The text of the Presidential Address delivered by Archbishop Andrew Hutchison at the opening service of General Synod in the Cathedral Church of St. John in Winnipeg can be read here.
St. Michael Report:
Following the last Synod, and at its request, I asked the Primate’s Theological Commission to consider whether the blessing of same-sex relationships is a matter of doctrine or not, and to report their findings to the Council of General Synod. Their conclusions are in the St. Michael Report, which comes before you with a motion commended to us by the Council.
Our department of Faith, Worship & Ministry, under the direction of Canon Alyson Barnett-Cowan, has been kept particularly busy during the triennium staffing both the Theological Commission and the Windsor Response Group, supervising a new Youth Ministry Coordinator, and organizing an excellent national conference on healthy parishes.
Issues Related to Blessings:
Certainly one of the most difficult items for our discernment will be the question of how to proceed on the issue of same-gender relationships. Related to it are other questions. One is the deeper question of how Anglicans receive and understand Scriptures in the light of modern scholarship and contemporary experience. Another is how our decisions will impact our sister churches in the Anglican Communion. And beside that is a question as to the nature of the Communion, and the appropriate relationship between provincial autonomy and global interdependence.
Another way of putting that is, how do we wish authority to be exercised or limited within our family of churches? And perhaps most important, how will our decisions witness to the Good News of God in Jesus Christ for our gay and lesbian brothers and sisters within the Church and outside it. There are of course many other questions to consider in the hard work of discernment over this issue. We are taught that the first principle of moral theology is obedience to conscience, and I ask each of you to embrace that principle, and with it the ethic of respect for the conscience of those who disagree with your own. The second principle of moral theology is to inform your conscience to bring it, if possible, into line with the teaching of the Church. And here careful listening using the Anglican approach of Scripture, Tradition and Reason will be helpful.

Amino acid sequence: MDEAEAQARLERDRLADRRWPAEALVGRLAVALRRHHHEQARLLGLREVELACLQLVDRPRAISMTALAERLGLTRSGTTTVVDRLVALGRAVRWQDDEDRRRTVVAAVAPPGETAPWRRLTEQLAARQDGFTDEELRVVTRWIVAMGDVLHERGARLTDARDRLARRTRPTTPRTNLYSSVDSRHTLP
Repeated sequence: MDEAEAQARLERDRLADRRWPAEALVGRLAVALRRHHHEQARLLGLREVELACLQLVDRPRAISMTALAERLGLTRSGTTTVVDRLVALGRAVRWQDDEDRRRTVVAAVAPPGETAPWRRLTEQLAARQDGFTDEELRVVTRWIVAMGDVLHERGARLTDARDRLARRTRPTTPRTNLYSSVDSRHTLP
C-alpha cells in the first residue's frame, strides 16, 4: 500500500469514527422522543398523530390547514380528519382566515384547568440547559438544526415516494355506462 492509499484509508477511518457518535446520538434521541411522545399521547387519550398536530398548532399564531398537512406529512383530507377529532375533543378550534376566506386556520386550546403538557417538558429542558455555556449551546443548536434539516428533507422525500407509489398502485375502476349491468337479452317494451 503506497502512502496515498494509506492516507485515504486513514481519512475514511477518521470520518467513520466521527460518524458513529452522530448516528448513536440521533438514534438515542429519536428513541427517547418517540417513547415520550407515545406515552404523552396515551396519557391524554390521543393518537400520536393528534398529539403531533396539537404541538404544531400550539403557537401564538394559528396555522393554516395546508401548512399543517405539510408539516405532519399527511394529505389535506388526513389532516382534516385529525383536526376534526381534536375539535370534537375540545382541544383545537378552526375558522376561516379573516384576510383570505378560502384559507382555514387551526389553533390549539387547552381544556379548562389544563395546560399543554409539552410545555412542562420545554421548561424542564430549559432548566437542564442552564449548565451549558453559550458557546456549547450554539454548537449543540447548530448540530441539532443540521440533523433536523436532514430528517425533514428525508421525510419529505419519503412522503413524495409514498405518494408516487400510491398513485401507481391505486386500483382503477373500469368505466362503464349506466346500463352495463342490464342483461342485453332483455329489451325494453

At the end of the day, when decisions are made, they will not be unanimous. Differences will remain, but the unanimous opinion of the Theological Commission (and of many other sources) is that the question of same-gender blessings should not be a communion breaking issue. So the alternative to that is that in keeping with a long Anglican tradition, we make room at the table for those whose views we do not share. For the table is the Lord’s and not our own. And it is He who invites us to share the life that is offered there for the sins of the whole world….
…The Structures of the Communion:
These are indeed difficult days as the traditional structures of our Church are challenged and their roles called into question. Faith and order have always gone hand in hand in the life of the Church. And Anglican order has been both distinctive and clear. The Lambeth Quadrilateral, adopted by the Lambeth Conference in 1888 sets out both faith and order as essential elements for the reunification of the Churches. The Scriptures of the Old and New Testaments, and the Creeds — both Apostles’ and the Nicene — are the essentials of faith. The faithful practice of the dominical sacraments (Baptism and the Eucharist) and maintaining the historic episcopate, locally adapted, are the essentials of order. It is within that framework that we are a family of autonomous churches held together by bonds of affection that have frequently been strained, and often mended. It is within that framework that we have achieved full communion with the Evangelical Lutheran Church in Canada. It is within that framework that the Church of England maintains full communion with the Church in Sweden, under the Porvoo Agreement, and with the Old Catholic Church in Europe despite differences in belief and practice. (Both churches have authorized public rites of blessing for same-sex couples) A serious question before us is how is our present discussion, we can honour both the faith and the order that define who we are.